HDCN Article Review/Hyperlink

Blum U, Krumme B, Flugel P, Gabelmann A, Lehnert T, Buitrago- Tellez C, Schollmeyer P, Langer M

Treatment of ostial renal artery stenoses with vascular endoprostheses after unsuccessful balloon angioplasty

New Engl J Med (Feb) 349:459-465 1997

The authors (Interventional Radiologists) present a series of 68 patients with renovascular hypertension in whom 74 ostial renal artery stenoses were treated with short (1-1.5 cm) Palmaz stents. This patient population is a subset of 75 patients in whom 82 arteries were treated with balloon angioplasty; stent placement was used to treat suboptimal angioplasty results. The high percentage of patients requiring stents is typical of the results of angioplasty alone in ostial lesions. The authors used color doppler follow-up at regular intervals as well as arteriographic follow-up at 12 and 24 months.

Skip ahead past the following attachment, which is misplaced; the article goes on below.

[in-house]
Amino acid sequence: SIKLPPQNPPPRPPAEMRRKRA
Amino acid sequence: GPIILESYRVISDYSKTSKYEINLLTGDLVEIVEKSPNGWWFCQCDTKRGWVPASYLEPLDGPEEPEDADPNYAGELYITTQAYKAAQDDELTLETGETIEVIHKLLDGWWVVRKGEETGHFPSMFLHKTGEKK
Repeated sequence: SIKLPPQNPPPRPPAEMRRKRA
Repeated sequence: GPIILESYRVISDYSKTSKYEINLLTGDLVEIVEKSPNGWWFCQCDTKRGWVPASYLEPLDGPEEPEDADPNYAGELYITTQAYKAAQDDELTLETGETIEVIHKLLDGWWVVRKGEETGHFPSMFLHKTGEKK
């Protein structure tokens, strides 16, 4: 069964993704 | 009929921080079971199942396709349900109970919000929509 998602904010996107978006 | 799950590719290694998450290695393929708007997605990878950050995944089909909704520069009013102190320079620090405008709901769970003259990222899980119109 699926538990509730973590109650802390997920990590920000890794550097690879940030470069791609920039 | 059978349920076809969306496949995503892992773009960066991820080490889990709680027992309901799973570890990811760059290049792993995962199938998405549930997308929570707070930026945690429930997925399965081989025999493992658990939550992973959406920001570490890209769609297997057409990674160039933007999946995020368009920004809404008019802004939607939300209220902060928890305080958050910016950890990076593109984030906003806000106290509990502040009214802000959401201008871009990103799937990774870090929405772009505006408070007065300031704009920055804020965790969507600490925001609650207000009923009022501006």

Technical success in lesion treatment was achieved in 100% of patients, usually with a single stent. Complications were limited to 3 groin hematomas which required no further treatment. During surveillance with ultrasound and arteriography, restenosis was discovered in eight stents, six of which were treated with repeat dilation and stent placement. This yields a 5 year primary patency projected by life table analysis of 84.5% and secondary patency of 92.4% (48 arteries were studied at one year and 28 at two years with arteriography).

Clinical success in reversing hypertension was achieved in16% of patients; hypertension was improved in 62% and unchanged in the remainder. Serum creatinine values remained stable after the procedure, an important consideration given the trend for progression of renal insufficiency in this population.

The excellent short- and long-term results reported in this series indicate that stents are a powerful tool in treating ostial renal artery stenosis, and that restenosis in these stents may not be as significant as previously thought. Since these results compare extremely favorably to those of surgical bypass, a randomized clinical trial between the two modalities would seem warranted. (Scott Trerotola, M.D., Indiana University, Indianapolis)

The abstract of this paper is available from the National Library of Medicine's PubMed site: click here .